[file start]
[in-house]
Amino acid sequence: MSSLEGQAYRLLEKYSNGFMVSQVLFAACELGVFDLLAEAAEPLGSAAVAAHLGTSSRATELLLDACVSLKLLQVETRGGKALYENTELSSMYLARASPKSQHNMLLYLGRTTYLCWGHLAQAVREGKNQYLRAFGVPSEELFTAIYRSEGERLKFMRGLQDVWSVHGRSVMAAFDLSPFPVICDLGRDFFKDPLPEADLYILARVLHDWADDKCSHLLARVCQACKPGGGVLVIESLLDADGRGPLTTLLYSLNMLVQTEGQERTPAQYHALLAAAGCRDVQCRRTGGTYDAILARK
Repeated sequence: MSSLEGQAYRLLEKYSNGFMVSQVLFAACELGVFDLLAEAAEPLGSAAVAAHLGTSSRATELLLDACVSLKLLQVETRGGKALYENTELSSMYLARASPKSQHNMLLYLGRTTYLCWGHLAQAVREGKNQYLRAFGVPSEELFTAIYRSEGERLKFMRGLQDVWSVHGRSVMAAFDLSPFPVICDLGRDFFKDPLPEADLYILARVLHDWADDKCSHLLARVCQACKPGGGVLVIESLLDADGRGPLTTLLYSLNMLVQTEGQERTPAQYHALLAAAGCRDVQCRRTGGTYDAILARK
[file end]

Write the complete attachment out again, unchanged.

[in-house]
Amino acid sequence: MSSLEGQAYRLLEKYSNGFMVSQVLFAACELGVFDLLAEAAEPLGSAAVAAHLGTSSRATELLLDACVSLKLLQVETRGGKALYENTELSSMYLARASPKSQHNMLLYLGRTTYLCWGHLAQAVREGKNQYLRAFGVPSEELFTAIYRSEGERLKFMRGLQDVWSVHGRSVMAAFDLSPFPVICDLGRDFFKDPLPEADLYILARVLHDWADDKCSHLLARVCQACKPGGGVLVIESLLDADGRGPLTTLLYSLNMLVQTEGQERTPAQYHALLAAAGCRDVQCRRTGGTYDAILARK
Repeated sequence: MSSLEGQAYRLLEKYSNGFMVSQVLFAACELGVFDLLAEAAEPLGSAAVAAHLGTSSRATELLLDACVSLKLLQVETRGGKALYENTELSSMYLARASPKSQHNMLLYLGRTTYLCWGHLAQAVREGKNQYLRAFGVPSEELFTAIYRSEGERLKFMRGLQDVWSVHGRSVMAAFDLSPFPVICDLGRDFFKDPLPEADLYILARVLHDWADDKCSHLLARVCQACKPGGGVLVIESLLDADGRGPLTTLLYSLNMLVQTEGQERTPAQYHALLAAAGCRDVQCRRTGGTYDAILARK